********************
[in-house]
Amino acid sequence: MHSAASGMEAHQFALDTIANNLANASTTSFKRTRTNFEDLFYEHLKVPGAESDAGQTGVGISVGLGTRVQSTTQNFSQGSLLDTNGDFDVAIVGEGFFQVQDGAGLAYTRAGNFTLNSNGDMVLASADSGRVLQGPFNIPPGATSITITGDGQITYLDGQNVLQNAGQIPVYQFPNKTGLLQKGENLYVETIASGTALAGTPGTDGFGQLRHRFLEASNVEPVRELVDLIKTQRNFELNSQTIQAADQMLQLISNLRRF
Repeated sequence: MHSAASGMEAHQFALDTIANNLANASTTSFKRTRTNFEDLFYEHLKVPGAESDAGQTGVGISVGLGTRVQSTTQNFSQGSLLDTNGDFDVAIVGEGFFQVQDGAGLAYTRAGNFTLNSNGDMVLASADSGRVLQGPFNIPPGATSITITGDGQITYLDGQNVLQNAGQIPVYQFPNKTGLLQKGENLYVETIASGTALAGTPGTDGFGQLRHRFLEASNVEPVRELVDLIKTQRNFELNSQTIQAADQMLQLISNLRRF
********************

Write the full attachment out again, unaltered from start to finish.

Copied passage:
[in-house]
Amino acid sequence: MHSAASGMEAHQFALDTIANNLANASTTSFKRTRTNFEDLFYEHLKVPGAESDAGQTGVGISVGLGTRVQSTTQNFSQGSLLDTNGDFDVAIVGEGFFQVQDGAGLAYTRAGNFTLNSNGDMVLASADSGRVLQGPFNIPPGATSITITGDGQITYLDGQNVLQNAGQIPVYQFPNKTGLLQKGENLYVETIASGTALAGTPGTDGFGQLRHRFLEASNVEPVRELVDLIKTQRNFELNSQTIQAADQMLQLISNLRRF
Repeated sequence: MHSAASGMEAHQFALDTIANNLANASTTSFKRTRTNFEDLFYEHLKVPGAESDAGQTGVGISVGLGTRVQSTTQNFSQGSLLDTNGDFDVAIVGEGFFQVQDGAGLAYTRAGNFTLNSNGDMVLASADSGRVLQGPFNIPPGATSITITGDGQITYLDGQNVLQNAGQIPVYQFPNKTGLLQKGENLYVETIASGTALAGTPGTDGFGQLRHRFLEASNVEPVRELVDLIKTQRNFELNSQTIQAADQMLQLISNLRRF